Registering with the U.S. Copyright Office is one of the most important actions you can take to protect your music and it’s something that you should want to do before or shortly after it is released to the public. In the unfortunate event where your music is stolen or misused, a registered copyright will be your ticket into court and give you the leverage you need to win the case.
Now that you know what a copyright is and how exactly it works to protect your music, it is now time to discuss how you can go about actually obtaining one yourself. Due to the complex nature of a copyright in itself, many musicians believe that the process of getting a copyright is complex too. The truth is, registering for a copyright is actually pretty simple and it is fairly quick and cheap to do.
As we mentioned already, in order to copyright a song, it must be in tangible form. This means it has to be written down or recorded in some form that can be sent into the US Copyright Office. If you have already checked that box, you can now begin the process of registering for your copyright:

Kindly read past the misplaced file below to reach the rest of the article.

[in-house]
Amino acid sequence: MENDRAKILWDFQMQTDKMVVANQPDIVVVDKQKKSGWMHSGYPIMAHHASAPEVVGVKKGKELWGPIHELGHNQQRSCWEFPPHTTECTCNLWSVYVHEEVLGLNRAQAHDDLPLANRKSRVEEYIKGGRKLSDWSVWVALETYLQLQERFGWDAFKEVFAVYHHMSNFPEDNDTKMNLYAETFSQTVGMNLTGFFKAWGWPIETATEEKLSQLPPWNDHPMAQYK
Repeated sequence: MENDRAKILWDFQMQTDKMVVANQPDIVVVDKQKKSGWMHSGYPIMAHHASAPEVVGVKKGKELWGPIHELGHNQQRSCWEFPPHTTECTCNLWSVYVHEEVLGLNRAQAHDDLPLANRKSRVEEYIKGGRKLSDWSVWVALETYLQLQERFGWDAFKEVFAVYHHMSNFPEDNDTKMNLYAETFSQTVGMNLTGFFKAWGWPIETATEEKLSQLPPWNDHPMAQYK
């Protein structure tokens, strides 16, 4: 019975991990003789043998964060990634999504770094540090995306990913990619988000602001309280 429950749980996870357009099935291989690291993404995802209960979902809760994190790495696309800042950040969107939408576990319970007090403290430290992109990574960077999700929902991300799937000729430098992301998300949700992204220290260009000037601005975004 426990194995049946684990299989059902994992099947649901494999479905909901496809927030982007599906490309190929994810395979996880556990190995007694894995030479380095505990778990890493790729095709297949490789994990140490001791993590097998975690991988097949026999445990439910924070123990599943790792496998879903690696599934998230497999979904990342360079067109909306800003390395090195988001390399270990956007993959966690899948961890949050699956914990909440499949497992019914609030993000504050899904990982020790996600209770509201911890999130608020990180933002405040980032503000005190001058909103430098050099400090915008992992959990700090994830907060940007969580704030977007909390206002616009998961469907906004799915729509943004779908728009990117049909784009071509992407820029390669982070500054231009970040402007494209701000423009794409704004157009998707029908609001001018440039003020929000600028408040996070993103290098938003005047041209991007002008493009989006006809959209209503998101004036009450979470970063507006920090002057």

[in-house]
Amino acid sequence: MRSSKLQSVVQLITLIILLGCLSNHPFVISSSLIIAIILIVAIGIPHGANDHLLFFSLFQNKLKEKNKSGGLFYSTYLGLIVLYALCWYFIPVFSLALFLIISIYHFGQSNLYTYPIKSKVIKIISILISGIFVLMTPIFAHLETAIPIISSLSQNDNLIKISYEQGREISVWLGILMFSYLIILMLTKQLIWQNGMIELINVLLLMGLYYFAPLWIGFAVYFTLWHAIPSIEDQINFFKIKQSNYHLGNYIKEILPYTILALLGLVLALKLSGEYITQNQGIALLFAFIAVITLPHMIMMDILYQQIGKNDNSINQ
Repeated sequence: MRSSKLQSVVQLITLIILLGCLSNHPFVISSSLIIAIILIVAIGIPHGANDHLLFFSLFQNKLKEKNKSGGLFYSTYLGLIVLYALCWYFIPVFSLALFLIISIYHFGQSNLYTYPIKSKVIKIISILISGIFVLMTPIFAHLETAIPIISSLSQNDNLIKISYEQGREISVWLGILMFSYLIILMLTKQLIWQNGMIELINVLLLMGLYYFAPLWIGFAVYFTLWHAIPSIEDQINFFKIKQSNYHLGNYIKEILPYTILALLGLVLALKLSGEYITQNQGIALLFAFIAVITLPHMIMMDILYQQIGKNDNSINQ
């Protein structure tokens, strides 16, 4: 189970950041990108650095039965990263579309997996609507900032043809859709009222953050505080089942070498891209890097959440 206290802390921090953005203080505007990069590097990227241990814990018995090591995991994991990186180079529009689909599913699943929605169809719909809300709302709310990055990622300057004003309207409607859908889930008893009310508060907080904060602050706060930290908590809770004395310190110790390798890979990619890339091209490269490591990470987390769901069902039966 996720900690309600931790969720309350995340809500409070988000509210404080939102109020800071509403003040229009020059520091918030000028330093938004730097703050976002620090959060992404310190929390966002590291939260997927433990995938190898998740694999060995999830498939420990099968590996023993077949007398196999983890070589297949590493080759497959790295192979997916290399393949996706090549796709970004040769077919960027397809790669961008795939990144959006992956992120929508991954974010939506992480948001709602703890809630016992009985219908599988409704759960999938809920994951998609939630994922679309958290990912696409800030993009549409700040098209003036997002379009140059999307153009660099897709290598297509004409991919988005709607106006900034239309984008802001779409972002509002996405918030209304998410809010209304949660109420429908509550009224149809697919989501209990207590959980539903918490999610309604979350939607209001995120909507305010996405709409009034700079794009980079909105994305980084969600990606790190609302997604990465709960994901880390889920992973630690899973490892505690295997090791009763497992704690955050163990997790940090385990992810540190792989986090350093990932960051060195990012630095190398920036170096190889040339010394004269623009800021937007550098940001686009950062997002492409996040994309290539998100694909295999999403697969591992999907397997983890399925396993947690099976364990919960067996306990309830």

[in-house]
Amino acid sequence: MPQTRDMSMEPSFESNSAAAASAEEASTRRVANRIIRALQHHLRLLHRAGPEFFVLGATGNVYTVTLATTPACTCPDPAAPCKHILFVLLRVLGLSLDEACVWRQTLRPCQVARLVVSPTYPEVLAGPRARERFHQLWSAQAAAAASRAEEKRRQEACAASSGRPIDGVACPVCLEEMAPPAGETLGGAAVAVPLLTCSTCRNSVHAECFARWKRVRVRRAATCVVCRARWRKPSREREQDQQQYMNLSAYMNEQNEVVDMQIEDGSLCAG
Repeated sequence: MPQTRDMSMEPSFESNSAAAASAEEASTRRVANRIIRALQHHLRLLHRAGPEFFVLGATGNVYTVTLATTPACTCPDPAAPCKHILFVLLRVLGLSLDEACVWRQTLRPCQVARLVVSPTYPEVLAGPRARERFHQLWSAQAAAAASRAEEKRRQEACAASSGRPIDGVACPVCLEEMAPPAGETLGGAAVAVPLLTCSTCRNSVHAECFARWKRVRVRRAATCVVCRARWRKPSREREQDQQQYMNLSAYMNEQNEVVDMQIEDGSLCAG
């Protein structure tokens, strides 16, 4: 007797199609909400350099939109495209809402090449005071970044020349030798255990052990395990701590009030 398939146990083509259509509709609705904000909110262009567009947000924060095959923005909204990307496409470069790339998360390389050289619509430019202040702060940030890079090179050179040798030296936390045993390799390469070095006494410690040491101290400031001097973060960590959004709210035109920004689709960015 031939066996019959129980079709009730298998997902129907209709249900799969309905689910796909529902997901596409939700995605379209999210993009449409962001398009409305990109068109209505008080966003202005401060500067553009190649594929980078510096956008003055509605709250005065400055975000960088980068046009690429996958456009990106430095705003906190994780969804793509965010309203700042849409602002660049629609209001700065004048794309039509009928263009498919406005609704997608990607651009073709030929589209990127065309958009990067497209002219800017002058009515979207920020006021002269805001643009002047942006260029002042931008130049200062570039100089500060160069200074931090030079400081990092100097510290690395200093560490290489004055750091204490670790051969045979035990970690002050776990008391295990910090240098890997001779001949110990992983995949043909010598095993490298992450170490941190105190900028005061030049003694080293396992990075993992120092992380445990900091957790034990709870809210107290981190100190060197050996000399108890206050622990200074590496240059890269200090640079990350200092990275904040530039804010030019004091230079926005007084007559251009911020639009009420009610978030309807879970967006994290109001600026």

Create your account through the U.S. Copyright Office website
Fill out the proper registration form
Pay the registration fee
Upload a copy of your song as sheet music or an audio file
Submit and wait!
Important Note: Be sure to read all of the Copyright Office’s circulars on the applications types first – if your music is released, unreleased, or varied in authors there are different applications types that should be used.
You can choose to register either one song or up to 10 songs in a single application, for one single fee. If you are only submitting one piece of work, you will want to go through the standard registration process. Instructions and links to this will be found on your account registration portal under ‘Standard Application’.